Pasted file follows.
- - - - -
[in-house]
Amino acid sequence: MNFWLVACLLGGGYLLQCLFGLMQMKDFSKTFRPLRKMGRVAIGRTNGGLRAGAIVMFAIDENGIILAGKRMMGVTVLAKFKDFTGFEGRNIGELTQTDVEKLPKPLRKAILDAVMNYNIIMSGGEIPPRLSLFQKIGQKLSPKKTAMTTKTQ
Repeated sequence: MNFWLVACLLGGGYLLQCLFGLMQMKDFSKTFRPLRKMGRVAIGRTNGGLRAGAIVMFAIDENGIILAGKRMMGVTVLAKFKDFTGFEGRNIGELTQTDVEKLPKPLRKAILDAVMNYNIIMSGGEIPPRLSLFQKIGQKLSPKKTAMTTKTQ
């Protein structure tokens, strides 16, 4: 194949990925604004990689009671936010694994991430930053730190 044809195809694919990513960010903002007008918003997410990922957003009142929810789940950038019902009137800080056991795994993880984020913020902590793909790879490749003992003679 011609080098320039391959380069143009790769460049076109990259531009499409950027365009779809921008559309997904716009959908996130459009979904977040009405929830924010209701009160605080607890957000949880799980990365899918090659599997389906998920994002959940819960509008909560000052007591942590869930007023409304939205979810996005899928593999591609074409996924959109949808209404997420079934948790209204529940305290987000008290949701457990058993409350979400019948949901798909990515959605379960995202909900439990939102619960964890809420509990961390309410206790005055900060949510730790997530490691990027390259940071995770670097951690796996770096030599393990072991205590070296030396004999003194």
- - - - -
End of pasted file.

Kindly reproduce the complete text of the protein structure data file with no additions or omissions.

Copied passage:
[in-house]
Amino acid sequence: MNFWLVACLLGGGYLLQCLFGLMQMKDFSKTFRPLRKMGRVAIGRTNGGLRAGAIVMFAIDENGIILAGKRMMGVTVLAKFKDFTGFEGRNIGELTQTDVEKLPKPLRKAILDAVMNYNIIMSGGEIPPRLSLFQKIGQKLSPKKTAMTTKTQ
Repeated sequence: MNFWLVACLLGGGYLLQCLFGLMQMKDFSKTFRPLRKMGRVAIGRTNGGLRAGAIVMFAIDENGIILAGKRMMGVTVLAKFKDFTGFEGRNIGELTQTDVEKLPKPLRKAILDAVMNYNIIMSGGEIPPRLSLFQKIGQKLSPKKTAMTTKTQ
């Protein structure tokens, strides 16, 4: 194949990925604004990689009671936010694994991430930053730190 044809195809694919990513960010903002007008918003997410990922957003009142929810789940950038019902009137800080056991795994993880984020913020902590793909790879490749003992003679 011609080098320039391959380069143009790769460049076109990259531009499409950027365009779809921008559309997904716009959908996130459009979904977040009405929830924010209701009160605080607890957000949880799980990365899918090659599997389906998920994002959940819960509008909560000052007591942590869930007023409304939205979810996005899928593999591609074409996924959109949808209404997420079934948790209204529940305290987000008290949701457990058993409350979400019948949901798909990515959605379960995202909900439990939102619960964890809420509990961390309410206790005055900060949510730790997530490691990027390259940071995770670097951690796996770096030599393990072991205590070296030396004999003194």